Cucchiara, S., Minella, R., Campanozzi, A., Salvia, G., Borrelli, O., Ciccimarra, E., & Emiliano, M. (1997). Effects of omeprazole on mechanisms of gastroesophageal reflux in childhood. Digestive Diseases and Sciences, 42(2), 293-9.
Cucchiara S, et al. Effects of Omeprazole On Mechanisms of Gastroesophageal Reflux in Childhood. Dig Dis Sci. 1997;42(2):293-9. PubMed PMID: 9052509.
* Article titles in AMA citation format should be in sentence-case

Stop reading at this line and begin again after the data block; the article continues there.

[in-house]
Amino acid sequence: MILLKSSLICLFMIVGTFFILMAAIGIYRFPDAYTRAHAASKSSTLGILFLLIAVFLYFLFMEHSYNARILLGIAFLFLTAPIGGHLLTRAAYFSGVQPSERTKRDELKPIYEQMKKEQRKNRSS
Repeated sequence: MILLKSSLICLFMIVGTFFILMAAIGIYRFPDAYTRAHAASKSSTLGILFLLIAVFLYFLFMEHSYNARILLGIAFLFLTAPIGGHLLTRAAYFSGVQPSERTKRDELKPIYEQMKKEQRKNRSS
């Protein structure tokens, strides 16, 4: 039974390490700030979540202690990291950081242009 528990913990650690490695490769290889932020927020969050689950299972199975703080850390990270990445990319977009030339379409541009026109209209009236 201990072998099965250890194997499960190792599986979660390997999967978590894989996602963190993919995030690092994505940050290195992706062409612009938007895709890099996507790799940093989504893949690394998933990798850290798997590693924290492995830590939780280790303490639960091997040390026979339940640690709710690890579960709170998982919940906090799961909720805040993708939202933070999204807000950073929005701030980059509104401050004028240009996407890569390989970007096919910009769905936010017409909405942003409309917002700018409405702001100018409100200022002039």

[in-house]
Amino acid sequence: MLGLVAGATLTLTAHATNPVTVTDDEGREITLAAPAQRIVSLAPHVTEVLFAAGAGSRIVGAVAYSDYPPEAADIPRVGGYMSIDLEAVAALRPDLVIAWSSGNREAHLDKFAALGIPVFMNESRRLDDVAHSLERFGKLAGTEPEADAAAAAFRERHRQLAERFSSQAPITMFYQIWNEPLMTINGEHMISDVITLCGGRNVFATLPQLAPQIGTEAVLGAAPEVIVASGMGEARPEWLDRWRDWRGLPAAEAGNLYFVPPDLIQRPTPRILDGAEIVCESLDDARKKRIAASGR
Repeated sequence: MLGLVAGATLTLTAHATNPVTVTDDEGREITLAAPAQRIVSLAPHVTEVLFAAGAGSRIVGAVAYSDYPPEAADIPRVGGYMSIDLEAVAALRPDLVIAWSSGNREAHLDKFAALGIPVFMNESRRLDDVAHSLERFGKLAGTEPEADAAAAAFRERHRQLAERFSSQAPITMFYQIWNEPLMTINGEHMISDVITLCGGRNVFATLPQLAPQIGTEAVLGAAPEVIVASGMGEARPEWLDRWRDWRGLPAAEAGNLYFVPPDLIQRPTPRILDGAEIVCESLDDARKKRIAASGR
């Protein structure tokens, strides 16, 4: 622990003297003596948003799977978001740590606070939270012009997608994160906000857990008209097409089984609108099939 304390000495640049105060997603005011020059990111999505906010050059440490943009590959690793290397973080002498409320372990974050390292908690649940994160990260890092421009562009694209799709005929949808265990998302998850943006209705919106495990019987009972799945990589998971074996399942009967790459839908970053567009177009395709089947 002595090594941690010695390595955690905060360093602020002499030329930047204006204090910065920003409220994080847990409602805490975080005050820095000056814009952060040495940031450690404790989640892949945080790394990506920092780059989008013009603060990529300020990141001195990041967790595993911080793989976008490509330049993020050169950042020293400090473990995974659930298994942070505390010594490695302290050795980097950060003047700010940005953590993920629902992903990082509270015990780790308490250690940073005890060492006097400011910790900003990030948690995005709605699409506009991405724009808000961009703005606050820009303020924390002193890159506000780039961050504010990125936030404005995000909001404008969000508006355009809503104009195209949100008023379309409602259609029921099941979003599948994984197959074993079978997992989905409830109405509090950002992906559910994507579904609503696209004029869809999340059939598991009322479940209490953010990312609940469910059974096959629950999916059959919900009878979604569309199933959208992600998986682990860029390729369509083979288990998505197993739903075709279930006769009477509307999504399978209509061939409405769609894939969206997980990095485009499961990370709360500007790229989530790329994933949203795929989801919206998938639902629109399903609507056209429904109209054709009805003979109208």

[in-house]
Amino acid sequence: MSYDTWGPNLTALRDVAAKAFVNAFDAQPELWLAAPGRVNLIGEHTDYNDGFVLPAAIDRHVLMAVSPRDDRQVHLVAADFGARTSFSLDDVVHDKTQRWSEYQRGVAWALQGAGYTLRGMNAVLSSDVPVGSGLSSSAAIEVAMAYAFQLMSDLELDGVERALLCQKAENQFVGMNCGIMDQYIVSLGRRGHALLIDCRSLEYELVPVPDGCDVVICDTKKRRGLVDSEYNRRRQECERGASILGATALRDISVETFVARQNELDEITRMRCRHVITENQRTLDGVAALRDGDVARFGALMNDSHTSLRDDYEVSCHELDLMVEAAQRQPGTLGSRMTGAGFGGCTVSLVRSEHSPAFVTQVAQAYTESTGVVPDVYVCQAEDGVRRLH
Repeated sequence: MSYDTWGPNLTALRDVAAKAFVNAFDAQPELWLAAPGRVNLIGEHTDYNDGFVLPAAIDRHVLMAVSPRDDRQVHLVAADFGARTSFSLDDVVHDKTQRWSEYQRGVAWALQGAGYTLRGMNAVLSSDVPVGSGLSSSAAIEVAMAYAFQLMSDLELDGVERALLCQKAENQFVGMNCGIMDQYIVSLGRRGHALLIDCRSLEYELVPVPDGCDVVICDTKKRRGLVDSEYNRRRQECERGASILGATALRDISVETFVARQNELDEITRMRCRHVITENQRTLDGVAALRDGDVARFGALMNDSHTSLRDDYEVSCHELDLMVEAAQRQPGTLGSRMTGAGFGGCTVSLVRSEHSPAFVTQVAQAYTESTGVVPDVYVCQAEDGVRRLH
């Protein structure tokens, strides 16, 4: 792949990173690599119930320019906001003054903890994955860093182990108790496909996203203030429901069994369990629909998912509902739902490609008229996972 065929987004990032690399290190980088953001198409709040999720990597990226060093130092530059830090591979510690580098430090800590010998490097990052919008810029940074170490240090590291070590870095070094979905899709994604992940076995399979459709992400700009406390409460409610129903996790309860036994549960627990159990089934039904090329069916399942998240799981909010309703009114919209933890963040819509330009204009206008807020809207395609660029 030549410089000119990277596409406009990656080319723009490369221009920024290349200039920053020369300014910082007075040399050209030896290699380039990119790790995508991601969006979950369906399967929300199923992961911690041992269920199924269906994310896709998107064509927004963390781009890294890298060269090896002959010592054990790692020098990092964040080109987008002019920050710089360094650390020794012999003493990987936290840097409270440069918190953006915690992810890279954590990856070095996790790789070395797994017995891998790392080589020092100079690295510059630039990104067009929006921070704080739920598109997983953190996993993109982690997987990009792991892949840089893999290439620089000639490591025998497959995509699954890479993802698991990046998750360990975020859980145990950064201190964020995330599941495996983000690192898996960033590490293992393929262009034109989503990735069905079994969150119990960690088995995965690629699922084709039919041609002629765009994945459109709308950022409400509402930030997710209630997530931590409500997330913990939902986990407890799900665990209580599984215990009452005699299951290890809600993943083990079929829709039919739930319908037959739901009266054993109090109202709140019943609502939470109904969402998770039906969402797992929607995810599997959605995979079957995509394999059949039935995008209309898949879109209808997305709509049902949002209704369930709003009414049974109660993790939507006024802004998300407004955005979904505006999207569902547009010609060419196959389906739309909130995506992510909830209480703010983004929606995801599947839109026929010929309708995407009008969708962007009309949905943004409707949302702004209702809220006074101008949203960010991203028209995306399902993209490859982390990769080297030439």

TY - JOUR T1 - Effects of omeprazole on mechanisms of gastroesophageal reflux in childhood. AU - Cucchiara,S, AU - Minella,R, AU - Campanozzi,A, AU - Salvia,G, AU - Borrelli,O, AU - Ciccimarra,E, AU - Emiliano,M, PY - 1997/2/1/pubmed PY - 1997/2/1/medline PY - 1997/2/1/entrez SP - 293 EP - 9 JF - Digestive diseases and sciences JO - Dig. Dis. Sci. VL - 42 IS - 2 N2 - Prolonged recordings of esophageal motility have shown that dynamic changes of lower esophageal sphincter (LES) pressure such as transient LES relaxation and LES pressure drifts are the most common mechanisms underlying gastroesophageal reflux (GER). The coexistence of a delayed gastric emptying has also been reported in a high proportion of patients with reflux disease. However, not much information is available on the effects of antireflux therapy on the pathogenetic mechanisms of GER. The purpose of this study was to determine in a group of children with severe reflux disease the effect of omeprazole therapy on motor changes of LES underlying GER as well as on gastric emptying time. Twenty-two children (median age: 6.6 years) with GER disease, refractory to combined ranitidine and cisapride administration, entered into an eight-week omeprazole course. Ten subjects with moderate GER disease served as controls (median age: 6.0 years). Before and after omeprazole administration, the following variables were assessed: esophagitis grading, fasting and fed simultaneous prolonged recording of distal esophageal sphincter pressure (with a sleeve catheter) and intraesophageal pH, LES and esophageal peristalsis amplitude, and gastric emptying time of a mixed solid-liquid meal (measured with gastric ultrasound). As compared to controls, patients showed a higher rate of transient LES relaxation and LES pressure drift (P < 0.01), a reduced amplitude of basal sphincter pressure (P < 0.01) and peristalsis (P < 0.05), and a more prolonged gastric emptying time (P < 0.05). After ending omeprazole, there was no significant change in any of the motor abnormalities of the esophagus and in gastric emptying time despite a marked improvement of symptoms and esophagitis in all patients. Sixteen patients were symptomatic when reevaluated on a clinical basis two months after ending therapy. We conclude that in children with severe GER disease, an abnormally high rate of both transient LES relaxation and LES pressure drift and slow gastric emptying are not affected by omperazole treatment, even though esophageal mucosal damage is markedly improved or cured. These abnormalities represent a primary motor disorder and can be implicated in the refractoriness of reflux disease. SN - 0163-2116 UR - https://www.unboundmedicine.com/medline/citation/9052509/Effects_of_omeprazole_on_mechanisms_of_gastroesophageal_reflux_in_childhood_ L2 - http://ovidsp.ovid.com/ovidweb.cgi?T=JS&amp;PAGE=linkout&amp;SEARCH=9052509.ui DB - PRIME DP - Unbound Medicine ER -